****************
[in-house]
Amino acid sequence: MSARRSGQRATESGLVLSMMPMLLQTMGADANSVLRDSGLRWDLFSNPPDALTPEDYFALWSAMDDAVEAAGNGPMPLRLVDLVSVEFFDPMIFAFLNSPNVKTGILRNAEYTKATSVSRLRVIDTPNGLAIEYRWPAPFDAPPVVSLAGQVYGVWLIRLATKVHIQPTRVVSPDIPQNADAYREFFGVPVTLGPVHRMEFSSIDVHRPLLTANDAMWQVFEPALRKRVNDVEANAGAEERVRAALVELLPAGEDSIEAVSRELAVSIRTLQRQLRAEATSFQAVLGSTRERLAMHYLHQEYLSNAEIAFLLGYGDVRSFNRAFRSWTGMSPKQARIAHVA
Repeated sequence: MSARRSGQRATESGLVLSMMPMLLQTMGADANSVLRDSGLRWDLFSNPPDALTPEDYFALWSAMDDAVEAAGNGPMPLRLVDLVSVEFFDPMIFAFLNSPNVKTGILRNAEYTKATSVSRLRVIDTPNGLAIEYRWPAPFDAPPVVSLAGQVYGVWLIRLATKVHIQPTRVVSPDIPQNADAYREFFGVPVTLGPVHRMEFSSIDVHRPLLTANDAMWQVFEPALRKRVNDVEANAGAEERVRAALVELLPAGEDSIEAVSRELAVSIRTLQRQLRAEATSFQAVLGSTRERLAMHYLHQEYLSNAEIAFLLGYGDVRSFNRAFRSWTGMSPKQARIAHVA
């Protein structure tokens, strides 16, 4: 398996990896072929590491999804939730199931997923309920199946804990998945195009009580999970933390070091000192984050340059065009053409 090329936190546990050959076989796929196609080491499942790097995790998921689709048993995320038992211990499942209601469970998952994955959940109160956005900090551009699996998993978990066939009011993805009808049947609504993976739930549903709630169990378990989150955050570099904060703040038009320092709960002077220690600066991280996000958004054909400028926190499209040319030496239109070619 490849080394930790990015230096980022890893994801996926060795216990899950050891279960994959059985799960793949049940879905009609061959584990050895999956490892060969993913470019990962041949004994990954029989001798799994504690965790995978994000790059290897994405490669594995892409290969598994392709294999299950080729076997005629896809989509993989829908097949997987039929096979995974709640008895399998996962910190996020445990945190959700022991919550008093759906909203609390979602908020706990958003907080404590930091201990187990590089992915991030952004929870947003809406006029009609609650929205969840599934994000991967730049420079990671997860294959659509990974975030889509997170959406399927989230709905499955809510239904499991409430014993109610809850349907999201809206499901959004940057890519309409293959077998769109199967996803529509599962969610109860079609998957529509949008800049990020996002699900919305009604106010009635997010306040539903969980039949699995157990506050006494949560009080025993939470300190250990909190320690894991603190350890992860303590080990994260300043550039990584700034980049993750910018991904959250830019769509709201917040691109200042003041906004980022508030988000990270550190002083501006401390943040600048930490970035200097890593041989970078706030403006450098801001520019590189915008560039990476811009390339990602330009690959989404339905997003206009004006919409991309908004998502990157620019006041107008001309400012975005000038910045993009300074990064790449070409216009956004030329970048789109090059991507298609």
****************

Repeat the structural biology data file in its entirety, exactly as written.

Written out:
[in-house]
Amino acid sequence: MSARRSGQRATESGLVLSMMPMLLQTMGADANSVLRDSGLRWDLFSNPPDALTPEDYFALWSAMDDAVEAAGNGPMPLRLVDLVSVEFFDPMIFAFLNSPNVKTGILRNAEYTKATSVSRLRVIDTPNGLAIEYRWPAPFDAPPVVSLAGQVYGVWLIRLATKVHIQPTRVVSPDIPQNADAYREFFGVPVTLGPVHRMEFSSIDVHRPLLTANDAMWQVFEPALRKRVNDVEANAGAEERVRAALVELLPAGEDSIEAVSRELAVSIRTLQRQLRAEATSFQAVLGSTRERLAMHYLHQEYLSNAEIAFLLGYGDVRSFNRAFRSWTGMSPKQARIAHVA
Repeated sequence: MSARRSGQRATESGLVLSMMPMLLQTMGADANSVLRDSGLRWDLFSNPPDALTPEDYFALWSAMDDAVEAAGNGPMPLRLVDLVSVEFFDPMIFAFLNSPNVKTGILRNAEYTKATSVSRLRVIDTPNGLAIEYRWPAPFDAPPVVSLAGQVYGVWLIRLATKVHIQPTRVVSPDIPQNADAYREFFGVPVTLGPVHRMEFSSIDVHRPLLTANDAMWQVFEPALRKRVNDVEANAGAEERVRAALVELLPAGEDSIEAVSRELAVSIRTLQRQLRAEATSFQAVLGSTRERLAMHYLHQEYLSNAEIAFLLGYGDVRSFNRAFRSWTGMSPKQARIAHVA
């Protein structure tokens, strides 16, 4: 398996990896072929590491999804939730199931997923309920199946804990998945195009009580999970933390070091000192984050340059065009053409 090329936190546990050959076989796929196609080491499942790097995790998921689709048993995320038992211990499942209601469970998952994955959940109160956005900090551009699996998993978990066939009011993805009808049947609504993976739930549903709630169990378990989150955050570099904060703040038009320092709960002077220690600066991280996000958004054909400028926190499209040319030496239109070619 490849080394930790990015230096980022890893994801996926060795216990899950050891279960994959059985799960793949049940879905009609061959584990050895999956490892060969993913470019990962041949004994990954029989001798799994504690965790995978994000790059290897994405490669594995892409290969598994392709294999299950080729076997005629896809989509993989829908097949997987039929096979995974709640008895399998996962910190996020445990945190959700022991919550008093759906909203609390979602908020706990958003907080404590930091201990187990590089992915991030952004929870947003809406006029009609609650929205969840599934994000991967730049420079990671997860294959659509990974975030889509997170959406399927989230709905499955809510239904499991409430014993109610809850349907999201809206499901959004940057890519309409293959077998769109199967996803529509599962969610109860079609998957529509949008800049990020996002699900919305009604106010009635997010306040539903969980039949699995157990506050006494949560009080025993939470300190250990909190320690894991603190350890992860303590080990994260300043550039990584700034980049993750910018991904959250830019769509709201917040691109200042003041906004980022508030988000990270550190002083501006401390943040600048930490970035200097890593041989970078706030403006450098801001520019590189915008560039990476811009390339990602330009690959989404339905997003206009004006919409991309908004998502990157620019006041107008001309400012975005000038910045993009300074990064790449070409216009956004030329970048789109090059991507298609």